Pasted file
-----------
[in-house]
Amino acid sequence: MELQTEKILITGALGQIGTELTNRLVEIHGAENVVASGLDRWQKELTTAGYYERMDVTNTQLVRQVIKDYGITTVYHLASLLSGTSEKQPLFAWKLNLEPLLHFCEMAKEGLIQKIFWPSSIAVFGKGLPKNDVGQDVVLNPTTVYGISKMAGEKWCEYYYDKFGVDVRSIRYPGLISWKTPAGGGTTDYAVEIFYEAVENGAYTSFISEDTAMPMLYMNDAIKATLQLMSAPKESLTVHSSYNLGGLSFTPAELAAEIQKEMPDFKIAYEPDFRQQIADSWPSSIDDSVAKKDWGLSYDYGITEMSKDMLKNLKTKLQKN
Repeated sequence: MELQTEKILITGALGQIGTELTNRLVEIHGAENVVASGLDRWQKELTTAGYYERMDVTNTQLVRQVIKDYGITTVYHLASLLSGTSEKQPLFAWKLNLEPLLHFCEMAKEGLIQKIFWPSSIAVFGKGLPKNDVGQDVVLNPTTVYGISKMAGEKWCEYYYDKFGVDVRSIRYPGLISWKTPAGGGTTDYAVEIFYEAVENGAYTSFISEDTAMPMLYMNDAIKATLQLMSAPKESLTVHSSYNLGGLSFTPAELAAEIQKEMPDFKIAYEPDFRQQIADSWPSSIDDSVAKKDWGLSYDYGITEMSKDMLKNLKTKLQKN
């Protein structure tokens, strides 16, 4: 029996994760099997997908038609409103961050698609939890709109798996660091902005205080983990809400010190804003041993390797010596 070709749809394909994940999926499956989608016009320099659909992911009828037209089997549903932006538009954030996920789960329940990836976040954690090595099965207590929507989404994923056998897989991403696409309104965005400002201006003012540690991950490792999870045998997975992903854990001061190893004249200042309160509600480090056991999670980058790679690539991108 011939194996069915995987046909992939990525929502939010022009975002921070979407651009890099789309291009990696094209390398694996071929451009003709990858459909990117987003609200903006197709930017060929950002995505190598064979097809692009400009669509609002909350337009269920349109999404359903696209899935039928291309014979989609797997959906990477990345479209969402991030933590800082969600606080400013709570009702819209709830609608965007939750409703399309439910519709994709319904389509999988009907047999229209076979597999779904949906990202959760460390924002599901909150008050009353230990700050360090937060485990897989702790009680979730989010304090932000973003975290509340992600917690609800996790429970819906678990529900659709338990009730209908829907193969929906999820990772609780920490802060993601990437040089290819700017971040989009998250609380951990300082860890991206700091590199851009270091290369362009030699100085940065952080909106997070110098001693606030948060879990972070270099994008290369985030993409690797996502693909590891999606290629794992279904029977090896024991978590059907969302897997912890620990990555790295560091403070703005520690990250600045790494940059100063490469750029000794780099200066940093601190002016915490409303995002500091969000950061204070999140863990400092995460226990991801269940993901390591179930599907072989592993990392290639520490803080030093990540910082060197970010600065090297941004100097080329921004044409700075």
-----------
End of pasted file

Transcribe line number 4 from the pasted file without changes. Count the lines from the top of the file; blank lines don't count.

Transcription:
């Protein structure tokens, strides 16, 4: 029996994760099997997908038609409103961050698609939890709109798996660091902005205080983990809400010190804003041993390797010596 070709749809394909994940999926499956989608016009320099659909992911009828037209089997549903932006538009954030996920789960329940990836976040954690090595099965207590929507989404994923056998897989991403696409309104965005400002201006003012540690991950490792999870045998997975992903854990001061190893004249200042309160509600480090056991999670980058790679690539991108 011939194996069915995987046909992939990525929502939010022009975002921070979407651009890099789309291009990696094209390398694996071929451009003709990858459909990117987003609200903006197709930017060929950002995505190598064979097809692009400009669509609002909350337009269920349109999404359903696209899935039928291309014979989609797997959906990477990345479209969402991030933590800082969600606080400013709570009702819209709830609608965007939750409703399309439910519709994709319904389509999988009907047999229209076979597999779904949906990202959760460390924002599901909150008050009353230990700050360090937060485990897989702790009680979730989010304090932000973003975290509340992600917690609800996790429970819906678990529900659709338990009730209908829907193969929906999820990772609780920490802060993601990437040089290819700017971040989009998250609380951990300082860890991206700091590199851009270091290369362009030699100085940065952080909106997070110098001693606030948060879990972070270099994008290369985030993409690797996502693909590891999606290629794992279904029977090896024991978590059907969302897997912890620990990555790295560091403070703005520690990250600045790494940059100063490469750029000794780099200066940093601190002016915490409303995002500091969000950061204070999140863990400092995460226990991801269940993901390591179930599907072989592993990392290639520490803080030093990540910082060197970010600065090297941004100097080329921004044409700075």